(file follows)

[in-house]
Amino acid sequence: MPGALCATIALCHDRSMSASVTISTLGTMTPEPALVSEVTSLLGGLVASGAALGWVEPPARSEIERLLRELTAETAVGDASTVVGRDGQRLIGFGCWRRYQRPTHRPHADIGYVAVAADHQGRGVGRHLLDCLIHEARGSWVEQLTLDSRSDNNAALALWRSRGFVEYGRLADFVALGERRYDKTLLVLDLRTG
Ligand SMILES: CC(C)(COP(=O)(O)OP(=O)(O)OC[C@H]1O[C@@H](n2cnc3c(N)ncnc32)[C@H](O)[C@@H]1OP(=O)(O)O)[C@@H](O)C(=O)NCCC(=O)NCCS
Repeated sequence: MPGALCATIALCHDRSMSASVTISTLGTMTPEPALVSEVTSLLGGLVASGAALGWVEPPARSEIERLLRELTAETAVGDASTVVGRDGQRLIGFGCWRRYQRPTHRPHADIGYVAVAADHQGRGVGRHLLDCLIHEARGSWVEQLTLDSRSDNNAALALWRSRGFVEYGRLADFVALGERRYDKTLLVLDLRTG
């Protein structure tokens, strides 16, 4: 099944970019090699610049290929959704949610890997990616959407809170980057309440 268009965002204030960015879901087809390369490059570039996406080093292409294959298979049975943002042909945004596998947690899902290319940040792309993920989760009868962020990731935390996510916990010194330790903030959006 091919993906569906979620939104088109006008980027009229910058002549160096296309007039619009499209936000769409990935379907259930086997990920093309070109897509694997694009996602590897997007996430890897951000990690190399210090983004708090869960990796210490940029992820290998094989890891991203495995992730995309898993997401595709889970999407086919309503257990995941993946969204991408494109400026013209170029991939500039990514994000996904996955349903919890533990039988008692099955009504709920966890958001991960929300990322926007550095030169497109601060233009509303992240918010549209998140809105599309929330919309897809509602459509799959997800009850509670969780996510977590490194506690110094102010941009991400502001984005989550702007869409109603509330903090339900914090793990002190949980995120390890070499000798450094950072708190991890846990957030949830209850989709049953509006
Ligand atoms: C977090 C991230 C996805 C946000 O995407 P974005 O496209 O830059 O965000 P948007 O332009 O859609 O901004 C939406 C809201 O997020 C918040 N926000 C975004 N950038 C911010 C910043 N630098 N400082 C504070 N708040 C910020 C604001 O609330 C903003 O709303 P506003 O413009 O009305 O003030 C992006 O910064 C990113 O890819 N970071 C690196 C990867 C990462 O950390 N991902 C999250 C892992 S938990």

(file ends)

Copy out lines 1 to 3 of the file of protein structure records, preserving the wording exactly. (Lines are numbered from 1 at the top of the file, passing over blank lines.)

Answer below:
[in-house]
Amino acid sequence: MPGALCATIALCHDRSMSASVTISTLGTMTPEPALVSEVTSLLGGLVASGAALGWVEPPARSEIERLLRELTAETAVGDASTVVGRDGQRLIGFGCWRRYQRPTHRPHADIGYVAVAADHQGRGVGRHLLDCLIHEARGSWVEQLTLDSRSDNNAALALWRSRGFVEYGRLADFVALGERRYDKTLLVLDLRTG
Ligand SMILES: CC(C)(COP(=O)(O)OP(=O)(O)OC[C@H]1O[C@@H](n2cnc3c(N)ncnc32)[C@H](O)[C@@H]1OP(=O)(O)O)[C@@H](O)C(=O)NCCC(=O)NCCS